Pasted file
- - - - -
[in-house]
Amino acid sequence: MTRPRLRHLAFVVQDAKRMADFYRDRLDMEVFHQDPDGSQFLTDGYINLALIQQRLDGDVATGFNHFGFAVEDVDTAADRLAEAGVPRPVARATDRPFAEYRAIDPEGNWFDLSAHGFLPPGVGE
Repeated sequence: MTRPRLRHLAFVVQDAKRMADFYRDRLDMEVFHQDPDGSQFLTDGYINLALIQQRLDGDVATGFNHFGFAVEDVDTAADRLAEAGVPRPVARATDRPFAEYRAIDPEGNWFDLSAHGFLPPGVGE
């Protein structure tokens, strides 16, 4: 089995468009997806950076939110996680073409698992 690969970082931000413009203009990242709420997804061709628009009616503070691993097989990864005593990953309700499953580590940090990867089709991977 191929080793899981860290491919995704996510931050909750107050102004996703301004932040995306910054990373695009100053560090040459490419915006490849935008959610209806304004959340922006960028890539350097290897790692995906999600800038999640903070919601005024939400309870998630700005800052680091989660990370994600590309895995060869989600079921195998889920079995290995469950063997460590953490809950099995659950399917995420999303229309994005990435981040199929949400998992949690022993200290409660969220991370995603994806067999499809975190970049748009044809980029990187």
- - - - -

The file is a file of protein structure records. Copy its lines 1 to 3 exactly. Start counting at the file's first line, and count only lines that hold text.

[in-house]
Amino acid sequence: MTRPRLRHLAFVVQDAKRMADFYRDRLDMEVFHQDPDGSQFLTDGYINLALIQQRLDGDVATGFNHFGFAVEDVDTAADRLAEAGVPRPVARATDRPFAEYRAIDPEGNWFDLSAHGFLPPGVGE
Repeated sequence: MTRPRLRHLAFVVQDAKRMADFYRDRLDMEVFHQDPDGSQFLTDGYINLALIQQRLDGDVATGFNHFGFAVEDVDTAADRLAEAGVPRPVARATDRPFAEYRAIDPEGNWFDLSAHGFLPPGVGE